A state of the art house built on the site of the old Capel Manor
The New Capel Manor House (1970): Architecture
Secretary to (Sir) Edward Heath wanted, with his wife, a small modern labour-saving house. The house Manser built for them, Capel Manor House, was spectacularly sited and axially arranged upon the raised, arcaded podium of the ruined Victorian mansion, with pool to one side positioned within the trabeated Doric colonnade of the old conservatory. The frame of the house was constructed of two great steel bents running its length, each with four square-section steel columns and a 400mm (16in) I-section beam, the exposed steel-framed roof spanning between them and cantilevering out 1m (3ft, 4in) all around. Largely a skin building, the end columns of each bent and the steel beams themselves penetrate the envelope with the risk of providing cold bridges: the steel frame of the roof doing the same.
Capel Manor House is certainly striking, due as much to its siting as to its design. As The Architectural Review noted in 1971, “The clients are overwhelmingly enthusiastic about living in this house, but it has come as no surprise th them. They knew that they would have to adapt themselves to fit the formal concept of design and they were prepared to do so. The only concession – and this is a departure from its forerunners – is the use of bronze-tinted glazing backed up, where privacy is required, by open net curtaining… The real surprises were in the emotional bonuses which the unique hill-top penthouse has to offer.
Perhaps because he had developed a tradition within his own practice, progressing from timber to steel frames, Michael Manser’s steel houses are no more than loose interpretations of Mies, Johnson and Ellwood. Indeed, his interests were, as has been noted, as much in Palladio and harmonic geometries as in recent precedents. Even so, the house he built for Pat Fletcher at Waterlooville, Hampshire, in 1967, is a rather obvious reference to Johnson’s Wiley House: but then the Wiley House, built at New Canaan, Connecticut, in 1953 was a timber frame, not a steel one. Yet there is something in the paired columns and cantilevers of the Chaplin House near Colchester, Essex (1963), which recalls the strong verticals and horizontals of Farnsworth House.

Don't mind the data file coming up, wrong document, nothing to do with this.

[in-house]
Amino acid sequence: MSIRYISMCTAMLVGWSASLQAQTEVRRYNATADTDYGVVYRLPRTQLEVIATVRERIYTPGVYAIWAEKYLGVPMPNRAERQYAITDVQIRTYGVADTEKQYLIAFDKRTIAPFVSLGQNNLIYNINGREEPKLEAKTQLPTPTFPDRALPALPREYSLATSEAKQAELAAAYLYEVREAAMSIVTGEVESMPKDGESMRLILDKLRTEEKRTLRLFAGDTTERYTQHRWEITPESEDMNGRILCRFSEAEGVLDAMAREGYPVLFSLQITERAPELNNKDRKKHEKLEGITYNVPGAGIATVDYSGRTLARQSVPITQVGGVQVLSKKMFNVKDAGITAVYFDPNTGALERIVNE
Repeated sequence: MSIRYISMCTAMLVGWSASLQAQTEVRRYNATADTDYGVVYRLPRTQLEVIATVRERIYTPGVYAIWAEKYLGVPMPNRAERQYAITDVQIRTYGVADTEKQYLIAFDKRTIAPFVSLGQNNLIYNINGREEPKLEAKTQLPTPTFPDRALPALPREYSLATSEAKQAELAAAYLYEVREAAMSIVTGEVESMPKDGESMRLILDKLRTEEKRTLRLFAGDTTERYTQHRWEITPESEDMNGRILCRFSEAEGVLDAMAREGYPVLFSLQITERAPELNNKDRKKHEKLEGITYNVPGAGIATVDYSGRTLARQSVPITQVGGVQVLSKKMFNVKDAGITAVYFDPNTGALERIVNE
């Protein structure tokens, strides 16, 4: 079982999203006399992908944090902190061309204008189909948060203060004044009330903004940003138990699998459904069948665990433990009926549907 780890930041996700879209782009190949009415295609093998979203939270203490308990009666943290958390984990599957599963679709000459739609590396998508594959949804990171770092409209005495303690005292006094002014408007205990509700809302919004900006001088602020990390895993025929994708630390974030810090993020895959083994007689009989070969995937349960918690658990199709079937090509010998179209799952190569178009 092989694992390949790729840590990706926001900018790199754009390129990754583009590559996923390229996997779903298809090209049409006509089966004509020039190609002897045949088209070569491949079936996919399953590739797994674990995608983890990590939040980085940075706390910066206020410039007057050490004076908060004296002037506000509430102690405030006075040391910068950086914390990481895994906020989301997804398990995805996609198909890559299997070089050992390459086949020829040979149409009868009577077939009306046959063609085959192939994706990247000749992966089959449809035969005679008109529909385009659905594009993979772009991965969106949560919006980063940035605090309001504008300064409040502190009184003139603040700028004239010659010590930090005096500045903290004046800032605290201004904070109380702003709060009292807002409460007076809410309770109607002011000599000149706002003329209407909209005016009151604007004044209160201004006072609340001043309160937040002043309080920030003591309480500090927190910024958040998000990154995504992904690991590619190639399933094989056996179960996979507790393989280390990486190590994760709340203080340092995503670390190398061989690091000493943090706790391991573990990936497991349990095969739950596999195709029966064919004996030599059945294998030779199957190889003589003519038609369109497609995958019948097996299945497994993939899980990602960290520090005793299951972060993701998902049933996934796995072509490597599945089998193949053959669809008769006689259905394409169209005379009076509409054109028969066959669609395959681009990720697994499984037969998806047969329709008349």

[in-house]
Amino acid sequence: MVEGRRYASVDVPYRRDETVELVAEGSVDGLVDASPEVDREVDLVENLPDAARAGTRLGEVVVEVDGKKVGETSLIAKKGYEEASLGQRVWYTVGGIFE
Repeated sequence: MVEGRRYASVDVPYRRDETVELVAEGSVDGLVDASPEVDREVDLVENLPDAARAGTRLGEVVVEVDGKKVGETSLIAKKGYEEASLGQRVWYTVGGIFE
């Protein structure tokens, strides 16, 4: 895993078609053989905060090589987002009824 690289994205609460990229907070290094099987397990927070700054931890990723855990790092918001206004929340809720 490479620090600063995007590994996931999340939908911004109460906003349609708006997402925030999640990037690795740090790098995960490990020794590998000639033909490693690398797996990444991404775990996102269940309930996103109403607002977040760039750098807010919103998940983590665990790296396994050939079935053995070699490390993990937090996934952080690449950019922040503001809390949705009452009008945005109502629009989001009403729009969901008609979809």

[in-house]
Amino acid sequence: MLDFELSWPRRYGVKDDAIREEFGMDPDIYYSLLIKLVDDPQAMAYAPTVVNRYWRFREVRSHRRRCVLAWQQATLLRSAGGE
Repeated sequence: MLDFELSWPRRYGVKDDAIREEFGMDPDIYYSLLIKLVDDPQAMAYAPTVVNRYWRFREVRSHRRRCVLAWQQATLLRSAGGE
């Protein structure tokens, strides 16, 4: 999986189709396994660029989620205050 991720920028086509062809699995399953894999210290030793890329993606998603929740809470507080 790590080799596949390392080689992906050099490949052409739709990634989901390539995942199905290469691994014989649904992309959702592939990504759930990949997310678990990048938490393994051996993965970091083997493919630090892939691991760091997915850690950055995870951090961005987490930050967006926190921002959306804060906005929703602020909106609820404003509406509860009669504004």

Extract from: The Modern Steel House in Europe and Australia
The Good Night (2007)
The Good Night, a romantic comedy, is the first movie written and directed by Jake Paltrow, and an adaptation of a 2006 French Film The Science of Sleep (La Science des reves). The film stars his sister Gwyneth Paltrow, Penélope Cruz, Martin Freeman, Danny DeVito, Simon Pegg and others. The movie takes place in London and New York, where a former pop star (Freeman) who now writes commercial jingles for a living experiences a mid-life crisis.
Capel Manor House: It’s the one that I want…
The 1970s British house that David Heathcote – author of the Seventies House – covets most was designed by Michael Manser, a former president of the Royal Institute of British Architects, for John Howard MP, private secretary to Edward Heath. Conservative or not, Mr Howard went for a striking, low-slung smoked-glass rectangle standing on a plinth of coarse, engineering floor tiles. It overlooks the formal gardens of the ruined Capel Manor at Horsmonden, Kent, and offers stunning views of the surrounding countryside. “It has a wonderful quality of being out of time,” says Mr Heathcote. “Neither new nor old. Just itself.”